As ever, it is almost impossible to summarise and recapitulate Kenneth Cragg’s thought. His treatment of what we think of as commonplace themes is by turns sinuous, counter-intuitive, imaginative, multivalent and polysemic. This is not the conclusion of thought and relationship but an invitation to participate in their continuous shaping. An impatient, headline-oriented culture will struggle with his words, but struggle very profitably if it dares.
Among the many potential pitfalls in Kenneth Cragg’s perspective, one arises directly in the text and another lurks in the sub-title. The first (see especially pp. 165-170) is a Christian one. The author is, without doubt, deeply immersed in Islam and in respect for its great traditions. His is no distanced ‘dialogue’; it is an offering (as exposition, appraisal, affirmation and critique) from the heart – one that beats with intensity for what it knows and experiences of ‘the other’. Cragg is in no doubt that the God he worships in and through Jesus Christ also moves among those he meets beyond his own household of faith. Yet he is also committed to the distinguishing features of the Christian account of God, the difference made by Jesus’ extraordinary embracing of suffering and by his being raised in glory. No cosy pluralist, Cragg knows that difference matters, and that if its value is to be realised it has to be lived through relationship, not wished away by theory. For Christians tempted either to demonise Islam or to mitigate the singularity of their own faith this will be a tough pill to swallow. But it perhaps shows a way beyond the paths of exclusion, inclusion and mutual relativization which have dominated inter-religious traffic for too long.
The second pitfall is secularisation, which Cragg importantly distinguishes from secularity in civics and statehood. Just as he illustrates so tellingly how ideological secularity is (quite literally) incomprehensible from the perspective of Islam, so some avid secularists will want simply to reverse his sub-title so as to render it ‘divine meaning in human question’. The author is well aware of this challenge. What we do with the divine Name is crucial for him. His response, however, is not some unfeasible pan-religious apologetic. It is exposition, on the one hand, and the allocation of different (but shared) responsibilities, on the other. Just as Cragg has entered other religions and cultures in order to discover both hope and difference, so he invites those to whom faith is anathema to reconsider how human beings and the world might be positively reconstrued by what they reject. My only fear, given the particular and learned nature of the discourse, is that the effort will be too much for those who would benefit from it most.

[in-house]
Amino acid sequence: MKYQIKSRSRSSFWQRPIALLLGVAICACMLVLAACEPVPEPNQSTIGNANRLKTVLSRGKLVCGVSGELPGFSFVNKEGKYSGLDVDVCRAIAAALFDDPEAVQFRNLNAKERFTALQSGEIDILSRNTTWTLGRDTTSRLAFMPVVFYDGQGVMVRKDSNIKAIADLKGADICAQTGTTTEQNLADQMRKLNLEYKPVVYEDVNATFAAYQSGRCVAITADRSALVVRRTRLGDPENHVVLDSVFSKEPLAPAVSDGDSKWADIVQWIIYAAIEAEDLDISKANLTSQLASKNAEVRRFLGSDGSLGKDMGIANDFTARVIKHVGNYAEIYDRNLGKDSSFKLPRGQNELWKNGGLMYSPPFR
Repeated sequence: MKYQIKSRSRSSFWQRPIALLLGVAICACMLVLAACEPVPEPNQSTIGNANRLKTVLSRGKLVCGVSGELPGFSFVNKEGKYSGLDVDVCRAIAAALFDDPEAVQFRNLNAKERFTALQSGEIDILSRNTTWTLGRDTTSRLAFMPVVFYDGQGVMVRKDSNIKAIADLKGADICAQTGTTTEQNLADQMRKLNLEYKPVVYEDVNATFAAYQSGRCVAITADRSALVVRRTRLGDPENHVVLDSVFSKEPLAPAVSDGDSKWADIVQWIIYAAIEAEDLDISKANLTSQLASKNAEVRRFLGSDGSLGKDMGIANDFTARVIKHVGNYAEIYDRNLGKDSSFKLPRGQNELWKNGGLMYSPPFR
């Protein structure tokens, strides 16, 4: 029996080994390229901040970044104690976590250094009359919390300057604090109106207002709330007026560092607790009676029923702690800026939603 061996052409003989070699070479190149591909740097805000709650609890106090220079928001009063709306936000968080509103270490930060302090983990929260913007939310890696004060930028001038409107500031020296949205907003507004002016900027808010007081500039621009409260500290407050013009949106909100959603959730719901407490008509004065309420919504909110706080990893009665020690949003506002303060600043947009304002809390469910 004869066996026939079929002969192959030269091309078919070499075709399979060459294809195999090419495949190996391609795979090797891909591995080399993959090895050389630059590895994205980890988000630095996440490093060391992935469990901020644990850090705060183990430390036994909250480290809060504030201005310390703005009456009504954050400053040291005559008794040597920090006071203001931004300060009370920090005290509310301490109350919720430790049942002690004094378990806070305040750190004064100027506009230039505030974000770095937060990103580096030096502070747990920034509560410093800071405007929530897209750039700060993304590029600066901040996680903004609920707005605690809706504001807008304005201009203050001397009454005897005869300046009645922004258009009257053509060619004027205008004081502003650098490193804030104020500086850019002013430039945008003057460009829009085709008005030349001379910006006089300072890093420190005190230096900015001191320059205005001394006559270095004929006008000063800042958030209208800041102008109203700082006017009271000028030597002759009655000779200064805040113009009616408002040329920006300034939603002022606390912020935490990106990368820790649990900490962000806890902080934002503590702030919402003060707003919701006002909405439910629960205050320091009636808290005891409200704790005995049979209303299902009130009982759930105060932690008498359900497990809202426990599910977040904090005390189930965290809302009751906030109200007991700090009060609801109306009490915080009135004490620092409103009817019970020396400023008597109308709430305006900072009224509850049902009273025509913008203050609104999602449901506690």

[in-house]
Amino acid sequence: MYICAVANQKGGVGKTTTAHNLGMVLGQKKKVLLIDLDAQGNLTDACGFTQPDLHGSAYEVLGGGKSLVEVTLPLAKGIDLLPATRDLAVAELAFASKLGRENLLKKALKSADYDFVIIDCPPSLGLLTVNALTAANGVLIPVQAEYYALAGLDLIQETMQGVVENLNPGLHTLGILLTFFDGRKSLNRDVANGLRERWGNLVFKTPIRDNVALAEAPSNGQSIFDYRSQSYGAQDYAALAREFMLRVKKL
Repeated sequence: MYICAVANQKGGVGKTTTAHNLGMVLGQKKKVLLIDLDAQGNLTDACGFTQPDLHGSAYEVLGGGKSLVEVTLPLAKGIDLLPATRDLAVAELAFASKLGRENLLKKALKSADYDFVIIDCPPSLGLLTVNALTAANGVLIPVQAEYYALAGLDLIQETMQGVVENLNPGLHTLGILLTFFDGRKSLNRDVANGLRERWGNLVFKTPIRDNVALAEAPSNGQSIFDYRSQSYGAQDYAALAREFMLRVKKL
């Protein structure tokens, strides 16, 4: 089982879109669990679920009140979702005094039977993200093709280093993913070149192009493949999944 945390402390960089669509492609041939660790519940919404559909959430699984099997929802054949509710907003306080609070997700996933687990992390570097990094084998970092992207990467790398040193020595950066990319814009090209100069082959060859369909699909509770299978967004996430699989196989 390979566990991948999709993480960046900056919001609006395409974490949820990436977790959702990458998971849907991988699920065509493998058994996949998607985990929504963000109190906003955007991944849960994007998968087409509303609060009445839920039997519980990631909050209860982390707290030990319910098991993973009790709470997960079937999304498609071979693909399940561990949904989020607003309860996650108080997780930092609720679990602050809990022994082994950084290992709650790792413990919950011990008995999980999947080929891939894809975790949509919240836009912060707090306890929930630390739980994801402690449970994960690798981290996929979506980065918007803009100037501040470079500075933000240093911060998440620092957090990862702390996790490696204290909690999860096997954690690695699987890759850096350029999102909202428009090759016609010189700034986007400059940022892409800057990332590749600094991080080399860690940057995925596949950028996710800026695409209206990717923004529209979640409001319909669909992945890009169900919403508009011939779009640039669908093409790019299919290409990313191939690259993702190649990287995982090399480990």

The publishers, Melisende [www.melisende.com], are to be congratulated for a first-rate book, well produced. Their other Middle East related titles are well worth exploring, too – not least a fine collection of essays in tribute to Kenneth Cragg himself. A Faithful Presence, edited by David Thomas and Clare Amos, was published in March 2003.
The last word should be Cragg’s final flourish, in which he explains so cogently and daringly just why his title is about something that matters deeply: “The voice that spoke out of transcendence did not say: ‘Am I not your tyrant?’ Such a question would have no meaning. Tyrannies do not consult. Neither do they interrogate either themselves or their victims. The enquiring voice did not say: ‘Am I not your Shari‘ah?’ Nor: ‘Am I not your Dawlah?’ Nor again: ‘Am I not your Ummah?’ All these, at best, could only be in a serving, not a usurping role, contributory within our entrusted vocation to divine obedience. Nor, yet again, did it say: ‘Am I not your Pentagon?’ The divine question was – and is – ‘Am I not your Lord?’ Of all claimants to our fealty we have in all good faith to say: ‘Exalted be He above all that ye associate.’”